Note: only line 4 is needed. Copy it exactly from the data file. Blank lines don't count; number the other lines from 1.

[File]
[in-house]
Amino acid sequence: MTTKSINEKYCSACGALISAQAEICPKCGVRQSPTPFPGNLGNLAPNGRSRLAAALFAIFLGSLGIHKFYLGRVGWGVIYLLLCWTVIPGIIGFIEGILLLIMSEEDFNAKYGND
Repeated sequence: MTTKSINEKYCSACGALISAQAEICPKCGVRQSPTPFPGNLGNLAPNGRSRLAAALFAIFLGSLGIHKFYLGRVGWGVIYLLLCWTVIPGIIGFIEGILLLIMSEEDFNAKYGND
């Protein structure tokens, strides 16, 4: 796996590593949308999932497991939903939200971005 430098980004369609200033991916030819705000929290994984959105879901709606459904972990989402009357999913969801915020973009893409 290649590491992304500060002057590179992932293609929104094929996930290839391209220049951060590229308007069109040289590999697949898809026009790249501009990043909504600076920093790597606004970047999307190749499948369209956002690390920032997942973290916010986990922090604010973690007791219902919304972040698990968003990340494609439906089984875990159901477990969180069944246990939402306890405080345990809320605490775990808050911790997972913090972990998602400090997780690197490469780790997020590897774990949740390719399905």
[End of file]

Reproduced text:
């Protein structure tokens, strides 16, 4: 796996590593949308999932497991939903939200971005 430098980004369609200033991916030819705000929290994984959105879901709606459904972990989402009357999913969801915020973009893409 290649590491992304500060002057590179992932293609929104094929996930290839391209220049951060590229308007069109040289590999697949898809026009790249501009990043909504600076920093790597606004970047999307190749499948369209956002690390920032997942973290916010986990922090604010973690007791219902919304972040698990968003990340494609439906089984875990159901477990969180069944246990939402306890405080345990809320605490775990808050911790997972913090972990998602400090997780690197490469780790997020590897774990949740390719399905």